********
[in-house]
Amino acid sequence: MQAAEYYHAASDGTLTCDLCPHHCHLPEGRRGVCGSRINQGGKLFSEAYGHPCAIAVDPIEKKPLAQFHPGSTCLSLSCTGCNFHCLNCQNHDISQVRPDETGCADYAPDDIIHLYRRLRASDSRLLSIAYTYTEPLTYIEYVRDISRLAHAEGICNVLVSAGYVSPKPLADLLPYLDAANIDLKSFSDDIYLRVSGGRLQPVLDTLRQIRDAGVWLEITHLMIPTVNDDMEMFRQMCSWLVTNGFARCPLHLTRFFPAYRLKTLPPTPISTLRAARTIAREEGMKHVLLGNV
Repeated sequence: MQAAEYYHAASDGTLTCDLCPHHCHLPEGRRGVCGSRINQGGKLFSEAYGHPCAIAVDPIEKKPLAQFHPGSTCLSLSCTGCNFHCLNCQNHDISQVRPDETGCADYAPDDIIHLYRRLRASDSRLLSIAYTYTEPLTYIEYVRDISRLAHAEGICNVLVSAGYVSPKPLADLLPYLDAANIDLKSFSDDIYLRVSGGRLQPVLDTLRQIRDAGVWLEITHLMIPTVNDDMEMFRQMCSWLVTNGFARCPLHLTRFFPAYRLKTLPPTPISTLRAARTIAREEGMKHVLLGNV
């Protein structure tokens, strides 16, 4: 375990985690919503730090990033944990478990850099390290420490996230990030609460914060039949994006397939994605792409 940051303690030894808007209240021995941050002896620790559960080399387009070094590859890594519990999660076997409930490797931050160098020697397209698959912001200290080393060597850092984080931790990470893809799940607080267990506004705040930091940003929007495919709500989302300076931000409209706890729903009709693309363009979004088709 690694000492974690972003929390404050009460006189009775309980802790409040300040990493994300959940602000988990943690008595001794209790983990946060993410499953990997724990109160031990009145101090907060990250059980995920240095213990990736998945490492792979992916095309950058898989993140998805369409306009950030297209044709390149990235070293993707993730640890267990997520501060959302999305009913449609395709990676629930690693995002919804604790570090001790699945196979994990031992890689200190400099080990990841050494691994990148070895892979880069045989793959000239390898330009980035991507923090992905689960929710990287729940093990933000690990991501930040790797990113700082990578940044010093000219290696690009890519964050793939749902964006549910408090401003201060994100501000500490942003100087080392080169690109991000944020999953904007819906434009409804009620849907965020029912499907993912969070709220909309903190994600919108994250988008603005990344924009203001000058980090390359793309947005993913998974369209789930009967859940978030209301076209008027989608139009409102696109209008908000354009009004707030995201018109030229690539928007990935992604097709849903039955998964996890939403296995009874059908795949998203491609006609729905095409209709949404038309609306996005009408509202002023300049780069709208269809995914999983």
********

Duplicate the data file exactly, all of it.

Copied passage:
[in-house]
Amino acid sequence: MQAAEYYHAASDGTLTCDLCPHHCHLPEGRRGVCGSRINQGGKLFSEAYGHPCAIAVDPIEKKPLAQFHPGSTCLSLSCTGCNFHCLNCQNHDISQVRPDETGCADYAPDDIIHLYRRLRASDSRLLSIAYTYTEPLTYIEYVRDISRLAHAEGICNVLVSAGYVSPKPLADLLPYLDAANIDLKSFSDDIYLRVSGGRLQPVLDTLRQIRDAGVWLEITHLMIPTVNDDMEMFRQMCSWLVTNGFARCPLHLTRFFPAYRLKTLPPTPISTLRAARTIAREEGMKHVLLGNV
Repeated sequence: MQAAEYYHAASDGTLTCDLCPHHCHLPEGRRGVCGSRINQGGKLFSEAYGHPCAIAVDPIEKKPLAQFHPGSTCLSLSCTGCNFHCLNCQNHDISQVRPDETGCADYAPDDIIHLYRRLRASDSRLLSIAYTYTEPLTYIEYVRDISRLAHAEGICNVLVSAGYVSPKPLADLLPYLDAANIDLKSFSDDIYLRVSGGRLQPVLDTLRQIRDAGVWLEITHLMIPTVNDDMEMFRQMCSWLVTNGFARCPLHLTRFFPAYRLKTLPPTPISTLRAARTIAREEGMKHVLLGNV
């Protein structure tokens, strides 16, 4: 375990985690919503730090990033944990478990850099390290420490996230990030609460914060039949994006397939994605792409 940051303690030894808007209240021995941050002896620790559960080399387009070094590859890594519990999660076997409930490797931050160098020697397209698959912001200290080393060597850092984080931790990470893809799940607080267990506004705040930091940003929007495919709500989302300076931000409209706890729903009709693309363009979004088709 690694000492974690972003929390404050009460006189009775309980802790409040300040990493994300959940602000988990943690008595001794209790983990946060993410499953990997724990109160031990009145101090907060990250059980995920240095213990990736998945490492792979992916095309950058898989993140998805369409306009950030297209044709390149990235070293993707993730640890267990997520501060959302999305009913449609395709990676629930690693995002919804604790570090001790699945196979994990031992890689200190400099080990990841050494691994990148070895892979880069045989793959000239390898330009980035991507923090992905689960929710990287729940093990933000690990991501930040790797990113700082990578940044010093000219290696690009890519964050793939749902964006549910408090401003201060994100501000500490942003100087080392080169690109991000944020999953904007819906434009409804009620849907965020029912499907993912969070709220909309903190994600919108994250988008603005990344924009203001000058980090390359793309947005993913998974369209789930009967859940978030209301076209008027989608139009409102696109209008908000354009009004707030995201018109030229690539928007990935992604097709849903039955998964996890939403296995009874059908795949998203491609006609729905095409209709949404038309609306996005009408509202002023300049780069709208269809995914999983």